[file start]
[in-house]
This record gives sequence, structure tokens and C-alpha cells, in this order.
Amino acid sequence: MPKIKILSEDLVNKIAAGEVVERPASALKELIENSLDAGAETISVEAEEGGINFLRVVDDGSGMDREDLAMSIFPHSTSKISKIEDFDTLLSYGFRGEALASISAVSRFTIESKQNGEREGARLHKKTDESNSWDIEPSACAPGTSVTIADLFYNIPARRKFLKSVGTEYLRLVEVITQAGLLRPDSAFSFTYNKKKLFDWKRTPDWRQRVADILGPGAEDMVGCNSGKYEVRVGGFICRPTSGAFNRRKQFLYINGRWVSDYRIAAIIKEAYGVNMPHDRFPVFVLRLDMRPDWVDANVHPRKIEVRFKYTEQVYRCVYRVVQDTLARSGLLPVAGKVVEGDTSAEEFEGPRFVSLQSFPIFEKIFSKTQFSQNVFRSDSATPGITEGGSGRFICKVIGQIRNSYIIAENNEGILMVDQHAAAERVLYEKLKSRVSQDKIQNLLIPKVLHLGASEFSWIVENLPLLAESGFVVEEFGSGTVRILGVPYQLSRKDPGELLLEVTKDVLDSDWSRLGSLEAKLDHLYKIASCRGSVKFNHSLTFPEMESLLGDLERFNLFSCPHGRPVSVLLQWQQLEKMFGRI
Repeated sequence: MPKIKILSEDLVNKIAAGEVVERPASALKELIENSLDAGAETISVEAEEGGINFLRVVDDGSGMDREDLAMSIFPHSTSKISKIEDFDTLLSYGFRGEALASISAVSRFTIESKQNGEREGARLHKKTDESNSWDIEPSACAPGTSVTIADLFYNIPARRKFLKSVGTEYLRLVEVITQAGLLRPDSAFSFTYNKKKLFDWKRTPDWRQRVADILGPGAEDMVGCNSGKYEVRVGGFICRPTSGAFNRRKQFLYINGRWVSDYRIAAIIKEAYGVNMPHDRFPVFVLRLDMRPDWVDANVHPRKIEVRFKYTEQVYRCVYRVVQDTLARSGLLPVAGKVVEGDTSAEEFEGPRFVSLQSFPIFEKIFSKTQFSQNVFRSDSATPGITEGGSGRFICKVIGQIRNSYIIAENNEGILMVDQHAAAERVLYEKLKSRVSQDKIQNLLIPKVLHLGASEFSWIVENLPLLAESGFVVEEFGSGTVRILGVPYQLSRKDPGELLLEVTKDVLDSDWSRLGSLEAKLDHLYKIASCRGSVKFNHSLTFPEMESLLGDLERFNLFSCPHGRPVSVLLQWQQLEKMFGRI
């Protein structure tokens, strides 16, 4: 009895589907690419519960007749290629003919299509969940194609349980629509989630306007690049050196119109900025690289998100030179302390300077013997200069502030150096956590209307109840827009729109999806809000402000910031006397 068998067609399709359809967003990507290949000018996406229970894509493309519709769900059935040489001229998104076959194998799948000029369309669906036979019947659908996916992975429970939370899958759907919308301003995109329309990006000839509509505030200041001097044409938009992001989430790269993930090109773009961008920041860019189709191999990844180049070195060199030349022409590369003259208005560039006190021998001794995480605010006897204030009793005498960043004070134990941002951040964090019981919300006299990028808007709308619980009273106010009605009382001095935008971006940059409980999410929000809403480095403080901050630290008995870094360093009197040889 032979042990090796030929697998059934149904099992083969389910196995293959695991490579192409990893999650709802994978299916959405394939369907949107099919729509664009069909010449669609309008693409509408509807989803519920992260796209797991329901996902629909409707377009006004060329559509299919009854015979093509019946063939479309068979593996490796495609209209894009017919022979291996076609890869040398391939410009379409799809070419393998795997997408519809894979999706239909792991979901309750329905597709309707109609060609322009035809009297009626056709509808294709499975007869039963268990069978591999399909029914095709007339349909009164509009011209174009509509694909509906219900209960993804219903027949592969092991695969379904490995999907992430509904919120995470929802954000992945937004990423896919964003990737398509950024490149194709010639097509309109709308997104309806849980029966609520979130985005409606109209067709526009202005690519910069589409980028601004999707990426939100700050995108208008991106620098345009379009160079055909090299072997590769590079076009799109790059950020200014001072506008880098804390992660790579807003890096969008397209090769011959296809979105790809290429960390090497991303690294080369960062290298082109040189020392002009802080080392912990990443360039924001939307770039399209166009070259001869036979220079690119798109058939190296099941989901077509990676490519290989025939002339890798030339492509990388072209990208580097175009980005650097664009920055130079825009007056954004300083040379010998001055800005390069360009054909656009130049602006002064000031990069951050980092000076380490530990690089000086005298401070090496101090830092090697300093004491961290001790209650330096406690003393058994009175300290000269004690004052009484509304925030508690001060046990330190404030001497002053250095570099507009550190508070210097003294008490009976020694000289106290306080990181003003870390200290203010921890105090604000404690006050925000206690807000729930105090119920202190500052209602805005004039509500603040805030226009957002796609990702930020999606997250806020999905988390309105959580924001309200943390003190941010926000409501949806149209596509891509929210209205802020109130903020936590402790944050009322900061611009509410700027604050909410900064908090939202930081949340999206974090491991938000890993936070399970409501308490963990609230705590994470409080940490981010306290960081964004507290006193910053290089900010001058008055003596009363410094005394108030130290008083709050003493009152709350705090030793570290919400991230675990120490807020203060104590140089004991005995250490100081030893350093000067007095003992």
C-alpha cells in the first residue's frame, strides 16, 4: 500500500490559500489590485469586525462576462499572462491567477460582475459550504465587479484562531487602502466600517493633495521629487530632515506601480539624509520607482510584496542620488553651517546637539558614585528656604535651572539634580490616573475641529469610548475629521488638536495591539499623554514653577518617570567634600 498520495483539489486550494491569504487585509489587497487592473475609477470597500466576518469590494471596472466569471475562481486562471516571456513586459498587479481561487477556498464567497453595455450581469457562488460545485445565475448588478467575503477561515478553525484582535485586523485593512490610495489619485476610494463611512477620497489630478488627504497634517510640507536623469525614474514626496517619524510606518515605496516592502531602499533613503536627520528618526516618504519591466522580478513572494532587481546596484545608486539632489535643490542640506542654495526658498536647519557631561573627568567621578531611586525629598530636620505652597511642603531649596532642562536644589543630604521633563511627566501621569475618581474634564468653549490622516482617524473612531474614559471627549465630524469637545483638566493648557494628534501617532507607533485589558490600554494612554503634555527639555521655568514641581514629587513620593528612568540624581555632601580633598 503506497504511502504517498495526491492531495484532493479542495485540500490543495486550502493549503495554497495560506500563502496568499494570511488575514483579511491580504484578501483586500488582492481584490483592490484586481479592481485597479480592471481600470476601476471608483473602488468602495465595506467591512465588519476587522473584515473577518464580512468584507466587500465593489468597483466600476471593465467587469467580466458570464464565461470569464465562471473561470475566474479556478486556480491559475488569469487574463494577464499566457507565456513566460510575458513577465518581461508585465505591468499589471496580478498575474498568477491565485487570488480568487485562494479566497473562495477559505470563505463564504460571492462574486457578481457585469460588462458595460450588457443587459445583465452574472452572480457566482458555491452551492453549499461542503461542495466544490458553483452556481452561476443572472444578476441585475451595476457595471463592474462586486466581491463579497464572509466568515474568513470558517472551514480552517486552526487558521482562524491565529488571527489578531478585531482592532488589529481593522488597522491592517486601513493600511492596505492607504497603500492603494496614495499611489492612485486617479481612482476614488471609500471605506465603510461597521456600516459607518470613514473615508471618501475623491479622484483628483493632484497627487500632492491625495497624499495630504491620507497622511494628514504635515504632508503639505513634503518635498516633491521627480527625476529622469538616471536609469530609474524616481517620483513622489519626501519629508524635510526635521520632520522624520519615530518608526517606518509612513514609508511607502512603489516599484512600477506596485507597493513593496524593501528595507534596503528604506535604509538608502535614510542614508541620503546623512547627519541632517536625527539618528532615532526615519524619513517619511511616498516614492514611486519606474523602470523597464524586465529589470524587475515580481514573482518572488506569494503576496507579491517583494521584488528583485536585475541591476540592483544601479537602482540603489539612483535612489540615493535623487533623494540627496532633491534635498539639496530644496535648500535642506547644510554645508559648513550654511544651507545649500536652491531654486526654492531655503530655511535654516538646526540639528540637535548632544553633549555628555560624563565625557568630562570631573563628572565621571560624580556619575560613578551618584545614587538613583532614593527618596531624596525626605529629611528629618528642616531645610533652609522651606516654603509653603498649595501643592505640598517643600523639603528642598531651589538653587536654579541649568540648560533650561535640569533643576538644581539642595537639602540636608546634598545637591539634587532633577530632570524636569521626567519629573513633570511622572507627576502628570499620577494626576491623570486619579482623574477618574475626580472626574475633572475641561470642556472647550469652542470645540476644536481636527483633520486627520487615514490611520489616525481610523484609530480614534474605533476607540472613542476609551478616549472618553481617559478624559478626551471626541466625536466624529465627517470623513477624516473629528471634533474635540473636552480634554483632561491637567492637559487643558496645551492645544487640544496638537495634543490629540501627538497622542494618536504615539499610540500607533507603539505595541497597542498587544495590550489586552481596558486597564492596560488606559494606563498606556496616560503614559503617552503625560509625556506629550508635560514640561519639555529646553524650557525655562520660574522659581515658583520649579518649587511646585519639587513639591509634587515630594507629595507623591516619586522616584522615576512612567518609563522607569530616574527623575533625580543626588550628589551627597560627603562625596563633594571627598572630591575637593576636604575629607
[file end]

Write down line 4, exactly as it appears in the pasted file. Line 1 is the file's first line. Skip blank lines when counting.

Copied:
Repeated sequence: MPKIKILSEDLVNKIAAGEVVERPASALKELIENSLDAGAETISVEAEEGGINFLRVVDDGSGMDREDLAMSIFPHSTSKISKIEDFDTLLSYGFRGEALASISAVSRFTIESKQNGEREGARLHKKTDESNSWDIEPSACAPGTSVTIADLFYNIPARRKFLKSVGTEYLRLVEVITQAGLLRPDSAFSFTYNKKKLFDWKRTPDWRQRVADILGPGAEDMVGCNSGKYEVRVGGFICRPTSGAFNRRKQFLYINGRWVSDYRIAAIIKEAYGVNMPHDRFPVFVLRLDMRPDWVDANVHPRKIEVRFKYTEQVYRCVYRVVQDTLARSGLLPVAGKVVEGDTSAEEFEGPRFVSLQSFPIFEKIFSKTQFSQNVFRSDSATPGITEGGSGRFICKVIGQIRNSYIIAENNEGILMVDQHAAAERVLYEKLKSRVSQDKIQNLLIPKVLHLGASEFSWIVENLPLLAESGFVVEEFGSGTVRILGVPYQLSRKDPGELLLEVTKDVLDSDWSRLGSLEAKLDHLYKIASCRGSVKFNHSLTFPEMESLLGDLERFNLFSCPHGRPVSVLLQWQQLEKMFGRI